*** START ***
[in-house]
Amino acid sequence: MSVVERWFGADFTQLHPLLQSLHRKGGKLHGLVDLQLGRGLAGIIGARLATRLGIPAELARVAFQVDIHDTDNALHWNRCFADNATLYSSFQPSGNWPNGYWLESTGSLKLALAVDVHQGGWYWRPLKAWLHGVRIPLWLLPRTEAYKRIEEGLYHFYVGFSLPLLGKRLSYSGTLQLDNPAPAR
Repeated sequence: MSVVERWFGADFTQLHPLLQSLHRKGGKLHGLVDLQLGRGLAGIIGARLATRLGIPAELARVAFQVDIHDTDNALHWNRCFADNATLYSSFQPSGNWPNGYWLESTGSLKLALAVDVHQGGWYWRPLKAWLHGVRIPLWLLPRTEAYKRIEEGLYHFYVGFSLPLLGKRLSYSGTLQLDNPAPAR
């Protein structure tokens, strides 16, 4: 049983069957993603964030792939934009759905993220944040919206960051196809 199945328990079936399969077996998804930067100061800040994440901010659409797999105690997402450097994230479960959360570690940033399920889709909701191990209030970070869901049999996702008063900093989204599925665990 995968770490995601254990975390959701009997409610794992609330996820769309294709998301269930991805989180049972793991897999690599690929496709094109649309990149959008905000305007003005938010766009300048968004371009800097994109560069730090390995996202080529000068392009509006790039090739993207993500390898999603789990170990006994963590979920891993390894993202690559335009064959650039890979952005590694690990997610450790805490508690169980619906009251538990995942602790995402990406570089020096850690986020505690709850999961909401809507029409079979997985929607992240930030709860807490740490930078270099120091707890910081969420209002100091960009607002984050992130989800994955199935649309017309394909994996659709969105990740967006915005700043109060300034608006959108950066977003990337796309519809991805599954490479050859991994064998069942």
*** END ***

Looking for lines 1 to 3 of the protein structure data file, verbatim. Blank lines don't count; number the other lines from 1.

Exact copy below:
[in-house]
Amino acid sequence: MSVVERWFGADFTQLHPLLQSLHRKGGKLHGLVDLQLGRGLAGIIGARLATRLGIPAELARVAFQVDIHDTDNALHWNRCFADNATLYSSFQPSGNWPNGYWLESTGSLKLALAVDVHQGGWYWRPLKAWLHGVRIPLWLLPRTEAYKRIEEGLYHFYVGFSLPLLGKRLSYSGTLQLDNPAPAR
Repeated sequence: MSVVERWFGADFTQLHPLLQSLHRKGGKLHGLVDLQLGRGLAGIIGARLATRLGIPAELARVAFQVDIHDTDNALHWNRCFADNATLYSSFQPSGNWPNGYWLESTGSLKLALAVDVHQGGWYWRPLKAWLHGVRIPLWLLPRTEAYKRIEEGLYHFYVGFSLPLLGKRLSYSGTLQLDNPAPAR